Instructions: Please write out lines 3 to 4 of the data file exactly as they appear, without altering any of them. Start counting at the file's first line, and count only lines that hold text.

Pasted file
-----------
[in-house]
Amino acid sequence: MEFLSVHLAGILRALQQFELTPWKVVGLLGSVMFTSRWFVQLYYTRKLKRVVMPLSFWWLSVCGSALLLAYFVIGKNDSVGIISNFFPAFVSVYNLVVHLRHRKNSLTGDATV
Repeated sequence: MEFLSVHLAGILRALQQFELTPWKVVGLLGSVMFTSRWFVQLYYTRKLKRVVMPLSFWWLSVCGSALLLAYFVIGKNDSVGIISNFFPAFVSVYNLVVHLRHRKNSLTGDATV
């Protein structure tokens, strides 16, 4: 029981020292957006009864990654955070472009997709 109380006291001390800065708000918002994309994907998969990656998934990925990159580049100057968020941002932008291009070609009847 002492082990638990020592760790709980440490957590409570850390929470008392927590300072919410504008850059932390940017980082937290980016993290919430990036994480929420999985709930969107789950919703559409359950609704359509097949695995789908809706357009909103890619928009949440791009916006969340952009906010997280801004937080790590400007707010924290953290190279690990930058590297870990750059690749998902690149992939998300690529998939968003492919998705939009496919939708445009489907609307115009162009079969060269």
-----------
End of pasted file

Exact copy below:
Repeated sequence: MEFLSVHLAGILRALQQFELTPWKVVGLLGSVMFTSRWFVQLYYTRKLKRVVMPLSFWWLSVCGSALLLAYFVIGKNDSVGIISNFFPAFVSVYNLVVHLRHRKNSLTGDATV
């Protein structure tokens, strides 16, 4: 029981020292957006009864990654955070472009997709 109380006291001390800065708000918002994309994907998969990656998934990925990159580049100057968020941002932008291009070609009847 002492082990638990020592760790709980440490957590409570850390929470008392927590300072919410504008850059932390940017980082937290980016993290919430990036994480929420999985709930969107789950919703559409359950609704359509097949695995789908809706357009909103890619928009949440791009916006969340952009906010997280801004937080790590400007707010924290953290190279690990930058590297870990750059690749998902690149992939998300690529998939968003492919998705939009496919939708445009489907609307115009162009079969060269």